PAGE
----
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Thousands of victims of Tel al-Zaatar massacre still missing Open in fullscreen

The New Arab

Thousands of victims of Tel al-Zaatar massacre still missing

Thousands were killed during the destruction of Tel al-Zaatar [Getty]

Date of publication: 13 August, 2016

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Forty years after thousands were killed in Lebanon's Tel al-Zaatar massacre, others still remain unaccounted for in one of the most tragic chapters of the country's civil war.

Forty years after a "heinous" massacre was committed against Palestinians and Lebanese in Tel al-Zaatar Palestinian refugee camp - north-east of Beirut - hundreds of victims' corpses remain  buried in unknown graves.

According to the Euro-Mediterranean Monitor for Human Rights, only eighty bodies were initially recovered after the massacre. Some other families managed to retrieve their loved ones by paying bribes to the very militias responsible for their deaths.  

The issue is one rarely spoken about in Lebanon, and according to testimonies the bodies of victims - including children - are still buried in shallow graves in parking lots, which previously marked the perimeter of the camp.  

Tel az-Zaatar was a collection of sixteen camps for Palestinian refugees with a population between 50,000 and 60,000 people.  

Right-wing Lebanese militias - with the support of former leader of the Syrian regime Hafez al-Assad - targeted the camp with 55,000 shells over 52 days.

Meanwhile, Syrian-backed forces kept the area under a tight siege until they gained control of the camp in August 1976.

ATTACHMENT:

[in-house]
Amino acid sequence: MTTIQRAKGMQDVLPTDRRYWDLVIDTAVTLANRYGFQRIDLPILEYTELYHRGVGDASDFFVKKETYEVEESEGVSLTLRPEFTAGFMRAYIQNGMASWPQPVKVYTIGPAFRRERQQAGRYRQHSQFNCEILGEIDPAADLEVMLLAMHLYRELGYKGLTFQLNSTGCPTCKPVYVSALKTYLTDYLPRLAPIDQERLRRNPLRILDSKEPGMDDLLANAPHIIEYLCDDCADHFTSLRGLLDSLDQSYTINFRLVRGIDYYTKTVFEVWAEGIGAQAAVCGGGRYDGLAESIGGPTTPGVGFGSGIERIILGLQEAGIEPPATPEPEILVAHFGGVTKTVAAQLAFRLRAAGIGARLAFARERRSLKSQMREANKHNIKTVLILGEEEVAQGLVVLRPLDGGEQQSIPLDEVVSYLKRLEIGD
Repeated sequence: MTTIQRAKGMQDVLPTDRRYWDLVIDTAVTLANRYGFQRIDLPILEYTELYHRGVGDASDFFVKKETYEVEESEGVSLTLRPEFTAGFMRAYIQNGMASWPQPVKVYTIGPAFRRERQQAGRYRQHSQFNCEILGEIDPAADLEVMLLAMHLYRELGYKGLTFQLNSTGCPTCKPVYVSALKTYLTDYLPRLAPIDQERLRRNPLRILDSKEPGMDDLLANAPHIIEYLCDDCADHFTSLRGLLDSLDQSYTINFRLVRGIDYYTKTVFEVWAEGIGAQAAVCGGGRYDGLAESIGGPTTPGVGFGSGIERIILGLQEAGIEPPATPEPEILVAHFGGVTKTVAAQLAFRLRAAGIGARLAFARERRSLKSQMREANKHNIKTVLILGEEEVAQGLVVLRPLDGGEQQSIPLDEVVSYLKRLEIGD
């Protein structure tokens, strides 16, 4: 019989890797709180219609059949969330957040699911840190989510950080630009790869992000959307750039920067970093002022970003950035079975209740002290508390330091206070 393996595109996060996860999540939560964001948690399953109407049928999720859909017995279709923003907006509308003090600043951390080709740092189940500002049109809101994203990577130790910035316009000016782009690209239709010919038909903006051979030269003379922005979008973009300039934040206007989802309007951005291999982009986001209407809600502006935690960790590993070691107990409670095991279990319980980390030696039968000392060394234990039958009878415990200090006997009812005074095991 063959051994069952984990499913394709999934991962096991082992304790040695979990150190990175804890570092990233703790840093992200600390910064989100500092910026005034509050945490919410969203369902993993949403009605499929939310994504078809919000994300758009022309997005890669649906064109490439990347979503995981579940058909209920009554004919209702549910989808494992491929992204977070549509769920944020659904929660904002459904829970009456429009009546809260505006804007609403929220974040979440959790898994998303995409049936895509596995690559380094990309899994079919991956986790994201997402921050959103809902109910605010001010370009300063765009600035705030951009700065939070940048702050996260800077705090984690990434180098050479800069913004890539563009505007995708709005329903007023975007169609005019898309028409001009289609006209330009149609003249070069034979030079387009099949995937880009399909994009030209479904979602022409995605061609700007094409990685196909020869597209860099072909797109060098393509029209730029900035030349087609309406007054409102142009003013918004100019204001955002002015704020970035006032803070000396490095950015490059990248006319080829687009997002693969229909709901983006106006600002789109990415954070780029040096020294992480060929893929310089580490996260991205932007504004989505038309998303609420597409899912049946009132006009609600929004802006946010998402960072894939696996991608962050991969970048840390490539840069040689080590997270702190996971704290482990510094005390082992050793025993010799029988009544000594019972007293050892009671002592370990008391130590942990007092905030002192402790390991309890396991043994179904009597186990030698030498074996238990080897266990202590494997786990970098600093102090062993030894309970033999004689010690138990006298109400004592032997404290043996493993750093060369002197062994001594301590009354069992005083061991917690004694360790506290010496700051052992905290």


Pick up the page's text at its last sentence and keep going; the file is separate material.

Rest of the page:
There have been no serious investigations into the massacre and as a result dozens of parents still don't know the fate of their children.


Estimates about the death toll vary from 1,500 to 2,000 people - mostly civilians - but others suggest that the total number of victims from the beginning of the siege could be more than 4,000.

Although more than forty years has passed since the horrific massacre, the families of the victims have remained without their rights and haunted by the killings. There have been no serious investigations into the massacre and as a result dozens of parents still don't know the fate of their children.  

By failing to return the bodies to their loved ones for a proper burial, the Euro-Mediterranean Monitor for Human Rights says this encourages a culture of impunity for killers.

This could act as a springboard for further grave abuses against refugees and other vulnerable groups in the future.  
The group also said that as so long as the bodies remain in unknown graves and in public places it violates the sanctity and dignity of the victims and their families.

It urged all parties in Lebanon and the Beirut government to work together and end the families' torment, and allow the them to finally grieve their loved ones at a proper burial place. 

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